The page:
This weekend we’re going to pick out our Christmas tree.
We always get a real tree and while they can be messy, the smell and beauty of it make up for the mess.
Besides the needles clogging my vacuum cleaner every year, the sap that comes from having a real tree in the house can sometimes result in a big sticky mess too.
Usually, it’s Leroy and me that somehow manage to get pine tree sap on us.
Probably because I’m the one who crawls under the tree to water it and Leroy’s the one who is always snooping under the tree looking for presents.
Leroy usually ends up with it on his head and I usually end up with it in my hair or on my shoulder.
While humans may use rubbing alcohol or WD40 to remove pine tree sap from themselves, that’s not always the safest for dogs who might try to lick the area and accidentally ingest some of the product.
Instead, it’s recommended to try something a little safer to remove that sticky pine sap from your dog.
Cut it out.
If the pine tree sap hasn’t made it down the skin and it’s just a small area you might be able to just clip it out.
Use scissors, thinning shears or clippers to remove the hair and sap.
Be careful not to get close to the skin and always clean the tool that you used after your finished.
Warm it up.
If you didn’t notice the tree sap right away it will get hard so you’ll need to soften it.
The easiest way to soften pine sap is to apply a little heat with a hairdryer.
Make sure the dryer is on the low heat setting and apply the heat until the sap softens.
This can take several minutes so keep checking to make sure that the hair and skin are not getting too hot.
Loosen it up.
Instead of harsh or toxic chemicals use something with oil in it like olive oil.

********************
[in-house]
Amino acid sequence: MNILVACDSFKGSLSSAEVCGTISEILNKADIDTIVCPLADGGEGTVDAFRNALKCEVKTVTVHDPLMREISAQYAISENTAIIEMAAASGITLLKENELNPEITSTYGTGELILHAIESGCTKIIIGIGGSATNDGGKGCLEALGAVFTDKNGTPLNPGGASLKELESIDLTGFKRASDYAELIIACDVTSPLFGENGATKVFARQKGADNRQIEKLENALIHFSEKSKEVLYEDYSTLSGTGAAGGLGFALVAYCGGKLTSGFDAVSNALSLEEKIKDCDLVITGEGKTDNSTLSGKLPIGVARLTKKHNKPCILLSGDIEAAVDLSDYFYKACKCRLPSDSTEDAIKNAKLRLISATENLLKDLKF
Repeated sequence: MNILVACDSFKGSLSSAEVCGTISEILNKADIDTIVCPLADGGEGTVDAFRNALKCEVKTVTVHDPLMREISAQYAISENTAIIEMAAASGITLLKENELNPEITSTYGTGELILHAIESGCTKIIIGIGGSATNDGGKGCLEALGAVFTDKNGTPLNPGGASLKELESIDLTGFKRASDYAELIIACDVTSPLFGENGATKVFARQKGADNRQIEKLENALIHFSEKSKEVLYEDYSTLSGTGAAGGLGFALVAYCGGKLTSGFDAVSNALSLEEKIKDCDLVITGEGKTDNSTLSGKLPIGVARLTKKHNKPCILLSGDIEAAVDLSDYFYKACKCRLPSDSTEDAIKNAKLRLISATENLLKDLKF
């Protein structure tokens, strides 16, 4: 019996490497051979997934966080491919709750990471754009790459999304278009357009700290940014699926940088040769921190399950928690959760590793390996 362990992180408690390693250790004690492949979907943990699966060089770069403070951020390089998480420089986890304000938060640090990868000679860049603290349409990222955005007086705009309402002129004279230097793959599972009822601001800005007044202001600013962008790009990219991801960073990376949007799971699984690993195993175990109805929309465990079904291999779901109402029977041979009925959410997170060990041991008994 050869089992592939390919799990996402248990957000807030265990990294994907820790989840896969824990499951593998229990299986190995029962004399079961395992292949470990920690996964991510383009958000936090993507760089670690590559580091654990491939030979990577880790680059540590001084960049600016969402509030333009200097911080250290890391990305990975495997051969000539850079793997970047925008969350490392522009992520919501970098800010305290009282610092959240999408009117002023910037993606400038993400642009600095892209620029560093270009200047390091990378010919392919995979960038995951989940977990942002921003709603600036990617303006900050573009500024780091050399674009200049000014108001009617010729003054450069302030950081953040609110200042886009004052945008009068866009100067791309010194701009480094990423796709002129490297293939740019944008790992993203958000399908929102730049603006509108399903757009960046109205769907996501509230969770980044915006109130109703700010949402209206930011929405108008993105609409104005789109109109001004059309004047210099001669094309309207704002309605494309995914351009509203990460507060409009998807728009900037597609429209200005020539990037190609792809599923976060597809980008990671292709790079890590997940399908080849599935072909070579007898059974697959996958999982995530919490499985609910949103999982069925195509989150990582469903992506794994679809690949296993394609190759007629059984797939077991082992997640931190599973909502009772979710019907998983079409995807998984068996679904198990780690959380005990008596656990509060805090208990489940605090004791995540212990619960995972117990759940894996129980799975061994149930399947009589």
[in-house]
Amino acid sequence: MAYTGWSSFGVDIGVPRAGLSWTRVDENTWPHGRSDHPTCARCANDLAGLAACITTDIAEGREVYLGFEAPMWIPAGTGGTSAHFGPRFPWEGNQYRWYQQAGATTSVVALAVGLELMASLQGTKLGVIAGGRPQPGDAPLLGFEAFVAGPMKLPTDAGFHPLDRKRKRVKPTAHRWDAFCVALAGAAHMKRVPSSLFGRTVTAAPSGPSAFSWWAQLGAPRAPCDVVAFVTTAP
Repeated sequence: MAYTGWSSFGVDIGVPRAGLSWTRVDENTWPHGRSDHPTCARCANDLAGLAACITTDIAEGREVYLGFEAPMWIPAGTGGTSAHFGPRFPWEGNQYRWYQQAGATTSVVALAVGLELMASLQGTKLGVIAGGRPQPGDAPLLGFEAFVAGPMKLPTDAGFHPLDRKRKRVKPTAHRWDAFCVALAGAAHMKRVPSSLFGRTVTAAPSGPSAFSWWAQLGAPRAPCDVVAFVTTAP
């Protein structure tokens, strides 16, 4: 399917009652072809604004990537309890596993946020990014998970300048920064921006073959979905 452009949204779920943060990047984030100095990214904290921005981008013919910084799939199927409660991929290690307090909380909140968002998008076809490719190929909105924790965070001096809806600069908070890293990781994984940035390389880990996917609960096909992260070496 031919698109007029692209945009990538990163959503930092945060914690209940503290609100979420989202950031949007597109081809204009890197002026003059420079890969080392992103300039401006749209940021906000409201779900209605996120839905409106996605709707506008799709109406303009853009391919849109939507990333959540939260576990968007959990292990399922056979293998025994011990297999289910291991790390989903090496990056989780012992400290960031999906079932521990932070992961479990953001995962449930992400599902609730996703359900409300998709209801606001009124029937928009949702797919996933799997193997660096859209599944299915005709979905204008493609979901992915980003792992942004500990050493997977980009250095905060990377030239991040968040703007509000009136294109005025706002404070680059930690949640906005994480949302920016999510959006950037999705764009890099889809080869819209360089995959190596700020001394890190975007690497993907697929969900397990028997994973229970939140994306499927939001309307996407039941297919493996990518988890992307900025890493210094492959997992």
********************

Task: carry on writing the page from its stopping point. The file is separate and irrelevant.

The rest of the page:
Rub the olive oil into the sappy area and let it sit for a few minutes.
Use a comb (preferably wide toothed) to gently work it out of the hair.
This step can get messy so have a paper towel on stand by to catch some of the oil if you are doing this indoors.
You can also use peanut butter(smooth NOT chunky) or mineral oil to loosen the sap.
Some people have had success using mayonnaise too… but I’m just not a fan of rubbing mayo on my dog. Olive oil has been my go-to for the past few years.
Clean it up.
Wash the area with a pet-safe shampoo and some warm water to remove all the oil from the hair and skin.
You might need to do this more than once depending on the size of the area that was covered in sap and how much oily product that you used.
If your dog happens to step in sap you can follow the same steps above but you might have to omit the dryer part if your dog has super sensitive paws.
In some cases the sap might have to be clipped out, especially if there’s a big gob of it stuck in between the pads.
You might need to ask your veterinarian or groomer for help if your dog won’t you touch their paws.
And done! Now you should have a sap-free dog that is ready to go lay under the tree again!